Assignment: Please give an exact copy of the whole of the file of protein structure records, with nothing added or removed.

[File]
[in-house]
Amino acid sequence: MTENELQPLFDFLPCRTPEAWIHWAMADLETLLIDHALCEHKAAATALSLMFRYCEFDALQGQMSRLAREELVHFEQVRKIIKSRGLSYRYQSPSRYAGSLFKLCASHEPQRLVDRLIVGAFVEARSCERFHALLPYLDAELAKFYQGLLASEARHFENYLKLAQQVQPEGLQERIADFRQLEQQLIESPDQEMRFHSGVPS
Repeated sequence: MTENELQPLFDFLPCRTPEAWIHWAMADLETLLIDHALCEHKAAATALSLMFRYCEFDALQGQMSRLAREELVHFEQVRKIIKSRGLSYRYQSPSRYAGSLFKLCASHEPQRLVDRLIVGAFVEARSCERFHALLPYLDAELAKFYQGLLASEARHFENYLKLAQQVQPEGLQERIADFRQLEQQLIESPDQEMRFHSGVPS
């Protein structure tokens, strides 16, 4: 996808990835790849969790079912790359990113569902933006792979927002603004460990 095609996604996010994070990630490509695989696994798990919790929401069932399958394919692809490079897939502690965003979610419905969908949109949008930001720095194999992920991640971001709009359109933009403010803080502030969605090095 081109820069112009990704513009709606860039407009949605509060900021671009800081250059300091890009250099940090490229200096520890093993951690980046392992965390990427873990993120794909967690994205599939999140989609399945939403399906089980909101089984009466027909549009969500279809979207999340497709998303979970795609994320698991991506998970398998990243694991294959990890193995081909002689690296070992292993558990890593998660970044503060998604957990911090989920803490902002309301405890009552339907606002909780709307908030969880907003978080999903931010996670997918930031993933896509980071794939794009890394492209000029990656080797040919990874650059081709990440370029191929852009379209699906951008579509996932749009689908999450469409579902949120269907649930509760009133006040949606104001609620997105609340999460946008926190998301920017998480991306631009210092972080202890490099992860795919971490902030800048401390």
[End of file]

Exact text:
[in-house]
Amino acid sequence: MTENELQPLFDFLPCRTPEAWIHWAMADLETLLIDHALCEHKAAATALSLMFRYCEFDALQGQMSRLAREELVHFEQVRKIIKSRGLSYRYQSPSRYAGSLFKLCASHEPQRLVDRLIVGAFVEARSCERFHALLPYLDAELAKFYQGLLASEARHFENYLKLAQQVQPEGLQERIADFRQLEQQLIESPDQEMRFHSGVPS
Repeated sequence: MTENELQPLFDFLPCRTPEAWIHWAMADLETLLIDHALCEHKAAATALSLMFRYCEFDALQGQMSRLAREELVHFEQVRKIIKSRGLSYRYQSPSRYAGSLFKLCASHEPQRLVDRLIVGAFVEARSCERFHALLPYLDAELAKFYQGLLASEARHFENYLKLAQQVQPEGLQERIADFRQLEQQLIESPDQEMRFHSGVPS
């Protein structure tokens, strides 16, 4: 996808990835790849969790079912790359990113569902933006792979927002603004460990 095609996604996010994070990630490509695989696994798990919790929401069932399958394919692809490079897939502690965003979610419905969908949109949008930001720095194999992920991640971001709009359109933009403010803080502030969605090095 081109820069112009990704513009709606860039407009949605509060900021671009800081250059300091890009250099940090490229200096520890093993951690980046392992965390990427873990993120794909967690994205599939999140989609399945939403399906089980909101089984009466027909549009969500279809979207999340497709998303979970795609994320698991991506998970398998990243694991294959990890193995081909002689690296070992292993558990890593998660970044503060998604957990911090989920803490902002309301405890009552339907606002909780709307908030969880907003978080999903931010996670997918930031993933896509980071794939794009890394492209000029990656080797040919990874650059081709990440370029191929852009379209699906951008579509996932749009689908999450469409579902949120269907649930509760009133006040949606104001609620997105609340999460946008926190998301920017998480991306631009210092972080202890490099992860795919971490902030800048401390």